The crash between a tour bus and a tractor trailer has also shut down I-40 in both directions, east of Knoxville.
Author Malcolm Gladwell has this thing he does with his books: He takes conventional wisdom, turns it inside out, and finds a twist or an angle that makes you think about it differently.
His latest, "David and Goliath," explains why underdogs can win ... if they realize they're not really underdogs.
On why Gladwell wanted to talk about underdogs in his latest book:
"We're obsessed with them. Why do we return again and again to the subject of seemingly lopsided conflicts? So one, I wanted to explain that obsession. And two, I thought the ways in which we misread these conflicts are symptomatic of something deeper, which is I don't think that we have a good sense of what an advantage really is. Or a disadvantage. We have those categories mixed up, and I wanted to kind of sort through them and say, 'Things that we have thought were real advantages actually aren't, and things that we think of as overwhelming obstacles actually are incredibly useful.'"
On the success of David Boies, a trial lawyer diagnosed with dyslexia:
"Here we have one of the greatest lawyers in the country, and he is profoundly dyslexic. He reads basically one book a year. He finds reading difficult and painful. Think about that for a moment, he's a lawyer! He's in a profession that has reading at its absolute core. When I talked to him, I said, 'How did you become such a successful lawyer in spite of this disability?' And he said, 'not in spite, I became a successful lawyer because of this so-called disability.' And he explained to me how he spent his life compensating for this."
"He learned how to listen, and he also developed an extraordinary memory. So he would sit in school, and he didn't take notes, he sat and listened to the teacher and remembered everything that was said. Those two skills turned out to be far more useful than you'd think in getting through school, but more importantly, when he becomes a trial lawyer, what's being a great trial lawyer all about? It's about listening very closely to what the person you're cross-examining is saying and being able to summon that in the moment. So he's famous for confronting the witness and saying, 'Three days ago, you said the following thing.' He'd been working on those skills his entire life."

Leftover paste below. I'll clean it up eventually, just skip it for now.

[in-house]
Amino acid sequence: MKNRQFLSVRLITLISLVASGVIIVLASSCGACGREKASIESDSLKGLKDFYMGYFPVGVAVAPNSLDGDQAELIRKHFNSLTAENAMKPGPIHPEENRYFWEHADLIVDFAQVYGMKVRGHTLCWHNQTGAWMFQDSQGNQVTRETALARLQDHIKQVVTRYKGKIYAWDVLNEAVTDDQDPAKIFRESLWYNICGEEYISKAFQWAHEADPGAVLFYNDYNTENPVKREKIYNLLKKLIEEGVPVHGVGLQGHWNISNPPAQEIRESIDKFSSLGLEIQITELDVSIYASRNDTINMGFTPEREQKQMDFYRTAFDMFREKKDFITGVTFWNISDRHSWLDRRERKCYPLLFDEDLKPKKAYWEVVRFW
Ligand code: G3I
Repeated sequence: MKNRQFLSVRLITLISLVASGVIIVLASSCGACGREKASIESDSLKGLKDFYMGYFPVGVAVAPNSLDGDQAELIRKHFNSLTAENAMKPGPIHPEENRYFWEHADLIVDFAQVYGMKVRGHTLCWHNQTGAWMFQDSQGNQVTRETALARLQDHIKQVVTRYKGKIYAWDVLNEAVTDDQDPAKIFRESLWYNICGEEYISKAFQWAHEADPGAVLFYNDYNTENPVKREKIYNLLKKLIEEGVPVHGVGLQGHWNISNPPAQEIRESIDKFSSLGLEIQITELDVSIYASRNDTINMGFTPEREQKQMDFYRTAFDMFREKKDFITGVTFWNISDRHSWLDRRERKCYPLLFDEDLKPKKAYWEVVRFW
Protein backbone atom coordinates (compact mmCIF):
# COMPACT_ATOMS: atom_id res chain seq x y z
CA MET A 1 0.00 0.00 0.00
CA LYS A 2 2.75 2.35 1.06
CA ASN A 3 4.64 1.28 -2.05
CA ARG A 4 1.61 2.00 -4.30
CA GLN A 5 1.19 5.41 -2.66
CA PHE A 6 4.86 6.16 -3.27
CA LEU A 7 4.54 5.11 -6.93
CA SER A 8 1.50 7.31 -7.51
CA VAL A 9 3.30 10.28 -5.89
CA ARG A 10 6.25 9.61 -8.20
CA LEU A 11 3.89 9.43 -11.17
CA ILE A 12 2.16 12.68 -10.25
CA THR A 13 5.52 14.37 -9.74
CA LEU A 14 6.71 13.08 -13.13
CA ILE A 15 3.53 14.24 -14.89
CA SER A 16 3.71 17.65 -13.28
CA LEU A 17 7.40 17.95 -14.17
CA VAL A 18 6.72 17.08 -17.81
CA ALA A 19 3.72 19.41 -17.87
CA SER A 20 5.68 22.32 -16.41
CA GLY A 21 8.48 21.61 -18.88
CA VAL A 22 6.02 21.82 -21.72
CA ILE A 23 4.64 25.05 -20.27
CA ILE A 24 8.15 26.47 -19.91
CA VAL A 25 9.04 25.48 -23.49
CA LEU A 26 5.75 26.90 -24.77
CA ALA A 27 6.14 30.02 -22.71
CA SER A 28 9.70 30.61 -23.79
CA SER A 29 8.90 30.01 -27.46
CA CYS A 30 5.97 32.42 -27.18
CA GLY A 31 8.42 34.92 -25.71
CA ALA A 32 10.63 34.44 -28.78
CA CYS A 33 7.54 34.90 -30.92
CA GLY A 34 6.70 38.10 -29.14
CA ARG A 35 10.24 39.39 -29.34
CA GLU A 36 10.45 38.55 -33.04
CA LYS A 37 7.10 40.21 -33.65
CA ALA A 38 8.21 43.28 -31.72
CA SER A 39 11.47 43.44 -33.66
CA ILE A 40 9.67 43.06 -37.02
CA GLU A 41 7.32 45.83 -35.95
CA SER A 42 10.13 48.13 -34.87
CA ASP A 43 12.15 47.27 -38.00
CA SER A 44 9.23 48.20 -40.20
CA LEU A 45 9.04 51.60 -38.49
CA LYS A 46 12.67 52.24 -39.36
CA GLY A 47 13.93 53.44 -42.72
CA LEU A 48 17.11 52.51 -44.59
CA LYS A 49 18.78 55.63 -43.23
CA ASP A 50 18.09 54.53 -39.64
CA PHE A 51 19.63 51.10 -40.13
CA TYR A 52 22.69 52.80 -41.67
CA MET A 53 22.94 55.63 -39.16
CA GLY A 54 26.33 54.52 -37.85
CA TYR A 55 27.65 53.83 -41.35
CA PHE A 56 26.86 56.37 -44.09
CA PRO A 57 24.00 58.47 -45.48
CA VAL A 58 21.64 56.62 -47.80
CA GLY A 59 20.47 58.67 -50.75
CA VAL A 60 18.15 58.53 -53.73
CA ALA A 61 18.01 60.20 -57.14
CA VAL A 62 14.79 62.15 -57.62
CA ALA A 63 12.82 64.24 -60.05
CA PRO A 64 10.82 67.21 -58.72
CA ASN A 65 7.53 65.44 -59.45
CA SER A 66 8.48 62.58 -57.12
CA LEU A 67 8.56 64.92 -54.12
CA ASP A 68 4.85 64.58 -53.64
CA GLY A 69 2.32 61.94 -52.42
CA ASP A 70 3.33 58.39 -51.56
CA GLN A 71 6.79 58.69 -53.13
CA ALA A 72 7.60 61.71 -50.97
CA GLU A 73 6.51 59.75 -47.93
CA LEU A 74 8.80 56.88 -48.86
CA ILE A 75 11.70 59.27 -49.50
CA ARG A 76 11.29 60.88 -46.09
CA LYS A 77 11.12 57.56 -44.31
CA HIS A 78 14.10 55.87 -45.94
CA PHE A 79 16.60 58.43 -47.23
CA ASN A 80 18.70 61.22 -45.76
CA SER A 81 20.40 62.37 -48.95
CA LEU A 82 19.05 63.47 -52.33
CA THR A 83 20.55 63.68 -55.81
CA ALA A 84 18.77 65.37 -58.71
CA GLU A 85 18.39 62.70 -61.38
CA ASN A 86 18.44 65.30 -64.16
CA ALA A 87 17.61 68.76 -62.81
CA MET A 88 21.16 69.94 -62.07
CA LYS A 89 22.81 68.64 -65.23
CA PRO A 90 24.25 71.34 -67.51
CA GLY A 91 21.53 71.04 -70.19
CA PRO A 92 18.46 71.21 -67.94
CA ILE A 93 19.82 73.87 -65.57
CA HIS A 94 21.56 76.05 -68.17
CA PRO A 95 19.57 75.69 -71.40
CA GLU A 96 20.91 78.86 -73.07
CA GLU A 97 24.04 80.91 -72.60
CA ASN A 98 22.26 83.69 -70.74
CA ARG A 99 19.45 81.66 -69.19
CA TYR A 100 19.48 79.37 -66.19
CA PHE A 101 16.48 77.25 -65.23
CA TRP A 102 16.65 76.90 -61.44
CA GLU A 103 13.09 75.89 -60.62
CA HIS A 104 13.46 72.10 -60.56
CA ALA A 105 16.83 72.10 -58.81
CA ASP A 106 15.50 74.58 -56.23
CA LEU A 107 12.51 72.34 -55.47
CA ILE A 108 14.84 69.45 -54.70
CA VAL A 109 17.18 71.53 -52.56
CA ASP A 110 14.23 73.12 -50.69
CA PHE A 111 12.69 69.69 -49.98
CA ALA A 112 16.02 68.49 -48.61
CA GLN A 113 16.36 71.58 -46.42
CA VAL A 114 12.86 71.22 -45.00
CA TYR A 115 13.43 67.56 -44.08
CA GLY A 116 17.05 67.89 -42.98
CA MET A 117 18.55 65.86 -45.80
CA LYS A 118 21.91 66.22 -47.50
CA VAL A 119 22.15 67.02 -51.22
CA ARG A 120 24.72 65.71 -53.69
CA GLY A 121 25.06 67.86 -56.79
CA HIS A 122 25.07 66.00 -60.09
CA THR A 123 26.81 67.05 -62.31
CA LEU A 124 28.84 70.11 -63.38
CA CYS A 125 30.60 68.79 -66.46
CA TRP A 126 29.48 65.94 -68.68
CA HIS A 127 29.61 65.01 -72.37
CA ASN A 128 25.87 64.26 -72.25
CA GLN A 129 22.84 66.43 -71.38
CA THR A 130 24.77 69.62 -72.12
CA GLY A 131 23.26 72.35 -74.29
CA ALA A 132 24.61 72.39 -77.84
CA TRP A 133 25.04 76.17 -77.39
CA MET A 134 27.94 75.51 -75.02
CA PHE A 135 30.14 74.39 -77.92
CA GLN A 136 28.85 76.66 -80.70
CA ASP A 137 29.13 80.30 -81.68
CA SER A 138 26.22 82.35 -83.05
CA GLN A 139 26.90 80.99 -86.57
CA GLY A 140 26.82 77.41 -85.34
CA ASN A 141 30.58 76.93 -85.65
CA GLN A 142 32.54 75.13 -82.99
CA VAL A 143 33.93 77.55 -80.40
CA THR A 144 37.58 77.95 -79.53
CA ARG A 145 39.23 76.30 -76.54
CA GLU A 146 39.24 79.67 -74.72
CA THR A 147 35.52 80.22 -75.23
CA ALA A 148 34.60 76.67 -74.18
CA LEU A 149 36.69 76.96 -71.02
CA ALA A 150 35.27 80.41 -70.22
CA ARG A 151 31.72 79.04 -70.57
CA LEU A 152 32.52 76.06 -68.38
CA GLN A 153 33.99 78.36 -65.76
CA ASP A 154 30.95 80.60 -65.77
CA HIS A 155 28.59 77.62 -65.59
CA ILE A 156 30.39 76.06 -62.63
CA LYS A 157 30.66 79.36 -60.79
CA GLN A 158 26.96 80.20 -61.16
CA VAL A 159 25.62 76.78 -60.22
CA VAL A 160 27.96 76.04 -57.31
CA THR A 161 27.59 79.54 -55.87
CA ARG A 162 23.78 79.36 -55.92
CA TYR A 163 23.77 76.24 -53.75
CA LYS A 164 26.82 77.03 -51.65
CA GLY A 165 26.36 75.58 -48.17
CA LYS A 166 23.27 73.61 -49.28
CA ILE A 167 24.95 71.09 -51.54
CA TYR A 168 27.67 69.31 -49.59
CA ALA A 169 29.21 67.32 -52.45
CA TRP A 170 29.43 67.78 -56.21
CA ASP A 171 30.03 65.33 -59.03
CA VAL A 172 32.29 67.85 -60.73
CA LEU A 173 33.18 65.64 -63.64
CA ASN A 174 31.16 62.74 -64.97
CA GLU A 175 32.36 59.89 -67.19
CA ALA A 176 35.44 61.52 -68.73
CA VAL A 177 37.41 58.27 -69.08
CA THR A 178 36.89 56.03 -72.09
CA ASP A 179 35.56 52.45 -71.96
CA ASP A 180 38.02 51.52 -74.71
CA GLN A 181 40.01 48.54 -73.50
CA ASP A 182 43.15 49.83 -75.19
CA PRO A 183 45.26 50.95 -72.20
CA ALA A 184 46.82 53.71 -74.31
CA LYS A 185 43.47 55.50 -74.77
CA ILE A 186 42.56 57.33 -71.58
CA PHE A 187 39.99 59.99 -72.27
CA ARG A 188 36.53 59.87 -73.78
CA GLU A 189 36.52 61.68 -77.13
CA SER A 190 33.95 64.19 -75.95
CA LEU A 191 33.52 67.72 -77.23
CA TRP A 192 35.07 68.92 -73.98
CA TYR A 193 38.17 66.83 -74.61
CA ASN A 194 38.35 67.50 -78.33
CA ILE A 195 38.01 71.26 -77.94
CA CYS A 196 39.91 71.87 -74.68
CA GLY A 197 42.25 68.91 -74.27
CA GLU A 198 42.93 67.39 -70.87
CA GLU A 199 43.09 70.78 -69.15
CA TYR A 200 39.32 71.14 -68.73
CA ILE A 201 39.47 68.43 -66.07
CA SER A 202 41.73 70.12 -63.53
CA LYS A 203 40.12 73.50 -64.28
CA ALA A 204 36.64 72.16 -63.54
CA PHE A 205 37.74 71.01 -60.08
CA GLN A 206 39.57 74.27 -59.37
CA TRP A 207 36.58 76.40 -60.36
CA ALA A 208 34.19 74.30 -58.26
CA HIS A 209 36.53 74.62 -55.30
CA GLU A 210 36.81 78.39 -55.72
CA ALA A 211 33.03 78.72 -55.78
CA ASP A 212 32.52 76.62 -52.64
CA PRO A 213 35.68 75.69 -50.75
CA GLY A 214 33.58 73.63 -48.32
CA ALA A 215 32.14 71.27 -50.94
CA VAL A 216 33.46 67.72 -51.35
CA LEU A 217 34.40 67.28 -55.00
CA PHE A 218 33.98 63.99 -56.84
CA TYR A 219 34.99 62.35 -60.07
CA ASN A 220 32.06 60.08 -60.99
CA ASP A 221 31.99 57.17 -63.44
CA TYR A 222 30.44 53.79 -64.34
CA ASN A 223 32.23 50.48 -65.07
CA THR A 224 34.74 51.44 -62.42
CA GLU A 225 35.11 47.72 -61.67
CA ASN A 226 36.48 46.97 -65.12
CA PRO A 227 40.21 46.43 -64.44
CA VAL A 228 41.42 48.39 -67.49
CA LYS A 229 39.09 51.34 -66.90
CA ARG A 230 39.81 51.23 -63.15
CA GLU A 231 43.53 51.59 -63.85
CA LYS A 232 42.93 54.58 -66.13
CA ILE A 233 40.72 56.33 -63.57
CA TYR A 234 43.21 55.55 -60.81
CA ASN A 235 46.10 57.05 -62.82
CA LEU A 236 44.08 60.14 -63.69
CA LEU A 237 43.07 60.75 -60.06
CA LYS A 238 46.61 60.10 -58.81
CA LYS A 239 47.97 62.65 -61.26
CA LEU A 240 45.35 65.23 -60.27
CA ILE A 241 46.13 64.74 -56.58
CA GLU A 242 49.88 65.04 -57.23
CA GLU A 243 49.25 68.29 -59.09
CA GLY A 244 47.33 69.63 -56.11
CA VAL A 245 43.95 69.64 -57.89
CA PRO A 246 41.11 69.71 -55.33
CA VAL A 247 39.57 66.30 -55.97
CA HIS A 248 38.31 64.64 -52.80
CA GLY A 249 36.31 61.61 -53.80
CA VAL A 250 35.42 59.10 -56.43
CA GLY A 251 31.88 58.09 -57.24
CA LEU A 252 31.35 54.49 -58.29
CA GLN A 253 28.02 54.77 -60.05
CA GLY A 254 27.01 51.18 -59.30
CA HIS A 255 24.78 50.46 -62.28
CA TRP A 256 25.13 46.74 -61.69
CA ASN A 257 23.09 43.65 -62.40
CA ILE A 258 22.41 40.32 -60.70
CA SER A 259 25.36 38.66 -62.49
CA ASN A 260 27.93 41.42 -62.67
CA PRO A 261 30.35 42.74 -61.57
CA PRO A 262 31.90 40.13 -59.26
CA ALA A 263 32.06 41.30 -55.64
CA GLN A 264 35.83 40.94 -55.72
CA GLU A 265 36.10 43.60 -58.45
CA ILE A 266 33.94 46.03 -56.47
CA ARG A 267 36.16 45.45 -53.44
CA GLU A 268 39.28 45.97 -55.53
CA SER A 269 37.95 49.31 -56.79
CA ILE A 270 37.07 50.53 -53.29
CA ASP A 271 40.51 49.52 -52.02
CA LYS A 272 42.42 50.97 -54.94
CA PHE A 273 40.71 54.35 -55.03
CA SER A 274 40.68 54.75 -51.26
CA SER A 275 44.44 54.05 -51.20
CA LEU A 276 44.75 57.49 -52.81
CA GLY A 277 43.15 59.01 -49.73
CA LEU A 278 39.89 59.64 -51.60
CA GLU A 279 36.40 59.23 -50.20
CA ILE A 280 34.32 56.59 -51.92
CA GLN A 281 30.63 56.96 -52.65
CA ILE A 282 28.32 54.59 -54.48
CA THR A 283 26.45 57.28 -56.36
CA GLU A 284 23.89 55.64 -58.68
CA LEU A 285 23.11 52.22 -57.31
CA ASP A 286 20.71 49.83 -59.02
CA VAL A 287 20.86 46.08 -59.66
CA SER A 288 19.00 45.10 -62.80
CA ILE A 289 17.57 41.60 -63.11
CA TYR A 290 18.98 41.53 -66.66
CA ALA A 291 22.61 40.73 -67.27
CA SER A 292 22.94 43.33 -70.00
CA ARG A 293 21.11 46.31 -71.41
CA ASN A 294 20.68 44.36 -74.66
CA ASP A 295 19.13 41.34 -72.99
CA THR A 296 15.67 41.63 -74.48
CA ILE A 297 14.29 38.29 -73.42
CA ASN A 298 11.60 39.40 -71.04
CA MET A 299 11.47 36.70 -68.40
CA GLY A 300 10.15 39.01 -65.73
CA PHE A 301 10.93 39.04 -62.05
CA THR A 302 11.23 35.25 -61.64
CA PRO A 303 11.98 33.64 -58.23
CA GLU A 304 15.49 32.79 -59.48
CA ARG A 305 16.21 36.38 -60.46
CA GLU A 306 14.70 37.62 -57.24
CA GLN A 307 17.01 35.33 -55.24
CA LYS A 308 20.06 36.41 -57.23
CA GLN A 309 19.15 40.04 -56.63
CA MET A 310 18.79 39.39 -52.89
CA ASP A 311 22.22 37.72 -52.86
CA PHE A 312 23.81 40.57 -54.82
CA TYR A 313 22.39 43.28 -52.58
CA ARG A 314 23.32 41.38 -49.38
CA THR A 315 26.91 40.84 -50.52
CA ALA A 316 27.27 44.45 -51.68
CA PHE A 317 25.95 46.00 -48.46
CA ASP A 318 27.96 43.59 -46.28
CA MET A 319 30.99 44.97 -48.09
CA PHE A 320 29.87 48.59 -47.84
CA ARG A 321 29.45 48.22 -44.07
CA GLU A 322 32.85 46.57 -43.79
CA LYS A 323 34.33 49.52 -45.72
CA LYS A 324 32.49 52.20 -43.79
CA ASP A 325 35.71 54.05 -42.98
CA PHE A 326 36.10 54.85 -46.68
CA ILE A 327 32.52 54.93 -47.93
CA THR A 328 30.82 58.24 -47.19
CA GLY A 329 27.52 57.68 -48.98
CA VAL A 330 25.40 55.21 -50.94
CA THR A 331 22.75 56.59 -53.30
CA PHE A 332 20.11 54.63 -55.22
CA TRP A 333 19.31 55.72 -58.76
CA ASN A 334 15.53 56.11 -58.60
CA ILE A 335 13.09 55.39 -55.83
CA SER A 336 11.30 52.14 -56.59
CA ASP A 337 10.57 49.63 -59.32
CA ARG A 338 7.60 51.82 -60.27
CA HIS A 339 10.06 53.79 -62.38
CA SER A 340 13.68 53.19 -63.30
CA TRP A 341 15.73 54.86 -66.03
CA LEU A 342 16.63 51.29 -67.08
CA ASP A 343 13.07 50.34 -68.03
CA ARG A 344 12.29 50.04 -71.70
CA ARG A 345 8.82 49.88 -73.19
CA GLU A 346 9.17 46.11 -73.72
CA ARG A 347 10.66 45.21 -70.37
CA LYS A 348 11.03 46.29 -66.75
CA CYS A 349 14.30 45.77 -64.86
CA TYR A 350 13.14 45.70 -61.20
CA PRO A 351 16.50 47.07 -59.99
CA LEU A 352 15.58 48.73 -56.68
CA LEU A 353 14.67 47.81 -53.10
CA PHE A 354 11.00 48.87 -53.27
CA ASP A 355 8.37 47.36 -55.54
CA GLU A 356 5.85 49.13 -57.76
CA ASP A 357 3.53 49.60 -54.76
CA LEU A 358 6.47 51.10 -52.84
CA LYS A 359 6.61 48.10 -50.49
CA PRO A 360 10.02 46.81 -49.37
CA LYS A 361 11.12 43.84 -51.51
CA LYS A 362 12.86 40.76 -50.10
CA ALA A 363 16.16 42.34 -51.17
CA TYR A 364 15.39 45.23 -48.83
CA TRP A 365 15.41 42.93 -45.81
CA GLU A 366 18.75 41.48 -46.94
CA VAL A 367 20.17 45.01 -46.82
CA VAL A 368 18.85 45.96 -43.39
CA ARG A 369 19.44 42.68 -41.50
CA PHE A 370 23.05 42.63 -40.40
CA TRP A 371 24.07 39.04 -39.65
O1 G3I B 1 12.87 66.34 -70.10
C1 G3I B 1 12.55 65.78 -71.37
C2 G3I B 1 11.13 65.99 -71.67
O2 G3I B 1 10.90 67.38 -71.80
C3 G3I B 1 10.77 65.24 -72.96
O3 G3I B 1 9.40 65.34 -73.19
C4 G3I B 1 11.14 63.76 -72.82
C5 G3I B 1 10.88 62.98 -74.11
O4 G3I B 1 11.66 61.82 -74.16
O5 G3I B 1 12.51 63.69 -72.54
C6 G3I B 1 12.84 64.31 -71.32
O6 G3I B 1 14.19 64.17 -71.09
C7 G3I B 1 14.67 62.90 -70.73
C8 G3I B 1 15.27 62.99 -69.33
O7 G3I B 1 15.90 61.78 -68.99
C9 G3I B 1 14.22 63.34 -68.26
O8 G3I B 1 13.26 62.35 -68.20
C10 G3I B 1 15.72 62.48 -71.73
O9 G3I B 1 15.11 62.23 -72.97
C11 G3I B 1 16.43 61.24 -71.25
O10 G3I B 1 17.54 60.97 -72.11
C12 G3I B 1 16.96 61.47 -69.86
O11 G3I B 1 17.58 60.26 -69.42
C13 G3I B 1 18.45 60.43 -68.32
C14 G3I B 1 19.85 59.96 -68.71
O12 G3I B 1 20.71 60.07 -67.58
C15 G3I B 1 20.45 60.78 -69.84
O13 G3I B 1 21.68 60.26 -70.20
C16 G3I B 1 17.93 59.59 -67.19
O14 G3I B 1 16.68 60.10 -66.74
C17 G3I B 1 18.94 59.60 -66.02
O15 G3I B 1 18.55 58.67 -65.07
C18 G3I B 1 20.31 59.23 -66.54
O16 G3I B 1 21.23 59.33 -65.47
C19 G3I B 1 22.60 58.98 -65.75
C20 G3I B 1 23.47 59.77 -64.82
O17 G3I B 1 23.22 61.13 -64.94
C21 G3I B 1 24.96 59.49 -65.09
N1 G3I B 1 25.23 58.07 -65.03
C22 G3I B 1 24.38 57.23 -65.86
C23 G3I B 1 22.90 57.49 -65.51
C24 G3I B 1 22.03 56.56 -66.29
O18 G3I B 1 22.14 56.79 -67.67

On what happens when 'Davids' become 'Goliaths':
"I talk about these categories as if they're static, and they're not. Microsoft is a great example ... was a classic underdog, was nimble, fast-moving, audacious, all those things that underdogs are, they are not anymore. They are now a massive Goliath encumbered by all of the weaknesses of giants. Slow-moving, lumbering, lacking imagination. It's very difficult for individuals or institutions who were once 'David' to understand they are no longer 'Davids.' In the present world, where adapting to new changes and technologies quickly and effectively is so important, what's wrong with being smaller? Isn't that an advantage?"